In our ongoing work, researchers at the Center for Brain Plasticity and Recovery (CBPR) at Georgetown University Medical Center in Washington, DC, are studying the effects of childhood stroke on cognitive and language abilities. Drs. Elissa Newport, William Gaillard, and our colleagues are investigating how well children recover from strokes and which brain areas take over for stroke-damaged areas during recovery. To do so, we give children, teenagers, and young adults tasks involving language and visual-spatial skills while undergoing functional MR imaging (fMRI); in addition, outside the scanner, we give participants behavioral tasks to assess language, visual-spatial, and other cognitive skills. Understanding which brain areas are best at taking over after a stroke will allow us to develop future treatments for children who experience strokes.
This research involves absolutely zero radiation or needles! We are looking for children, teens, and young adults age 11 and older who had an arterial ischemic stroke (AIS) during childhood or around the time of birth. Siblings and adult survivors of pediatric stroke are also welcome. We are happy to help arrange transportation to and from Georgetown University Medical Center; for those traveling from outside the Washington, DC, region, we provide hotel accommodation and travel assistance. Participants will be paid for their time.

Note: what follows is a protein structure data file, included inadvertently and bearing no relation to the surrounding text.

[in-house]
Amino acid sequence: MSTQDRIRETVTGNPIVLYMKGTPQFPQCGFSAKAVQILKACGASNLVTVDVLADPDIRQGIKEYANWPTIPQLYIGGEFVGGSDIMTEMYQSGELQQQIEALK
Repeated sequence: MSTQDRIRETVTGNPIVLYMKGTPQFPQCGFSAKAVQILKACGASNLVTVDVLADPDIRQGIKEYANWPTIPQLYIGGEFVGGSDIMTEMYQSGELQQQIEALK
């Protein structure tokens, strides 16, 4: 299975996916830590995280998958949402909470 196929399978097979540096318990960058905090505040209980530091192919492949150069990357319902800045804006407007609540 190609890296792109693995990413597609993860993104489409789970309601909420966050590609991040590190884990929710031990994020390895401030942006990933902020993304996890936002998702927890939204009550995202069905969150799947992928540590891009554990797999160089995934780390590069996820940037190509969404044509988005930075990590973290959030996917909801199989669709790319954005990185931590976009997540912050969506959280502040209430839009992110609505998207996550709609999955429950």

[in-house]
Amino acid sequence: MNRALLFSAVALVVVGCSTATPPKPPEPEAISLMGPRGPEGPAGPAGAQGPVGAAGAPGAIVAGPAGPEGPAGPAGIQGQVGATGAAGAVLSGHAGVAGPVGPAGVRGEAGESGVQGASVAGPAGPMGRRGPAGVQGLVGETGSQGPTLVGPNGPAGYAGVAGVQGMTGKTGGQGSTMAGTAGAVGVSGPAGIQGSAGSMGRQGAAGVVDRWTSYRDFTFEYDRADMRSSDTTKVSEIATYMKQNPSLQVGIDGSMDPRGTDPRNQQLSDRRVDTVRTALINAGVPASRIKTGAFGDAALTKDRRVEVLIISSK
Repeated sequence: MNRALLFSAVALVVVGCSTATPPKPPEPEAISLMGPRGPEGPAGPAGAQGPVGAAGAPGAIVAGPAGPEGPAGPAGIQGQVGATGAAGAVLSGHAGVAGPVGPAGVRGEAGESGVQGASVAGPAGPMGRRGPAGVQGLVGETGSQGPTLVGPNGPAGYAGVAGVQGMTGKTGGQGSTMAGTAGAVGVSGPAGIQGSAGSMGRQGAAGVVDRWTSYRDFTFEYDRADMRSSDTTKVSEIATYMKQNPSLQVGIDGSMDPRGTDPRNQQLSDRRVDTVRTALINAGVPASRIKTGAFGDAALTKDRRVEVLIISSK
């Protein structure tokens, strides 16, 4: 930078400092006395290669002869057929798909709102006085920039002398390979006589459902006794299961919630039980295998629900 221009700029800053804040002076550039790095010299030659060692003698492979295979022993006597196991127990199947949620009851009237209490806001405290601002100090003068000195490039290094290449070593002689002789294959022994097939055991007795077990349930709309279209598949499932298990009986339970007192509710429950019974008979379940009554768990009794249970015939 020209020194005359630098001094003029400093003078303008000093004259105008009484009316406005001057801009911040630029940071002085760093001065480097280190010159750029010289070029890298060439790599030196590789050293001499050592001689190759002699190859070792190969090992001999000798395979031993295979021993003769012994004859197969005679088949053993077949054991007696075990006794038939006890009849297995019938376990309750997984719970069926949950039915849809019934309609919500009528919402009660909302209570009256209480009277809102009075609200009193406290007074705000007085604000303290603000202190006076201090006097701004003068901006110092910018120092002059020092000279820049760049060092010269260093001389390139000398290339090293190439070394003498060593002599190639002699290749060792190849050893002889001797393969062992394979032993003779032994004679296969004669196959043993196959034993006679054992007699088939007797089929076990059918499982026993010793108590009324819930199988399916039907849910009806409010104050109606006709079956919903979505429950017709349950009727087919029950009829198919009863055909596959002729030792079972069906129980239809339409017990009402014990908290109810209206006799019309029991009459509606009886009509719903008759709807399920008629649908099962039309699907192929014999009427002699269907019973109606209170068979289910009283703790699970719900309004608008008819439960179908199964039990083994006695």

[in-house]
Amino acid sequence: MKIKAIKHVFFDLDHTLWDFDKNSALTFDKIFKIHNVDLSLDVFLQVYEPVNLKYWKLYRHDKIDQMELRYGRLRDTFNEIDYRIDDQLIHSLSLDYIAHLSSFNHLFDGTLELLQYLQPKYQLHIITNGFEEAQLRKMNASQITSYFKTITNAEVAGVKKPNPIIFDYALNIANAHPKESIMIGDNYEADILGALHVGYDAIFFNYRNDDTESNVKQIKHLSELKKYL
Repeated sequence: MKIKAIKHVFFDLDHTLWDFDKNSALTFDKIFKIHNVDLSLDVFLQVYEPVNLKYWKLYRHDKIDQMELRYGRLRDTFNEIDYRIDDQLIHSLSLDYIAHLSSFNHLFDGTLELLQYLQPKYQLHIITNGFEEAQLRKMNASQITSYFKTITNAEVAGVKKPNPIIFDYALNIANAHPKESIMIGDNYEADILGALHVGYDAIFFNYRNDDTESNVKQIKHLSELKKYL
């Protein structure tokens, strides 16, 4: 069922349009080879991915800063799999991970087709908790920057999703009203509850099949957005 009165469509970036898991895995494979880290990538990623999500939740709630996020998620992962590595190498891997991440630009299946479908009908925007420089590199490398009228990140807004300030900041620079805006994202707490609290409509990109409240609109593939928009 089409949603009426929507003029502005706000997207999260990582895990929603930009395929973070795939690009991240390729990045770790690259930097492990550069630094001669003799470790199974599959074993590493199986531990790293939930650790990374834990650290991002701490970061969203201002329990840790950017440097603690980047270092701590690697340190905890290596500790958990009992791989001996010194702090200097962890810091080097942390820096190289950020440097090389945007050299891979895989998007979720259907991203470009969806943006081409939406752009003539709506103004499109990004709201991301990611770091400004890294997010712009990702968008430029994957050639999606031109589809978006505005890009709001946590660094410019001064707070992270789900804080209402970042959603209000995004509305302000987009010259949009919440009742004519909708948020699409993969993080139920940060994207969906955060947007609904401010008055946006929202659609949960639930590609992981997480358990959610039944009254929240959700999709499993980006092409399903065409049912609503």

If you are willing to participate, please email , call 202-687-3727, or scan the QR code on the study flyer for more information. We also welcome inquiries from physicians interested in referring prospective participants.
Study Flyer: CBPR flyer
Research Study Type: Observational
Research Status: Enrolling
Site Type: Single site
Sponsors: National Institute on Deafness and other Communication Disorders; Georgetown University Medical Center
PI Names: Elissa Newport, William Gaillard
Topics of importance: Childhood Ischemic Stroke; Neonatal Ischemic Stroke; Perinatal Stroke; Outcomes; Imaging, Language & Cognition
Seeking other sites to participate? No
Seeking patients/families to participate? Yes!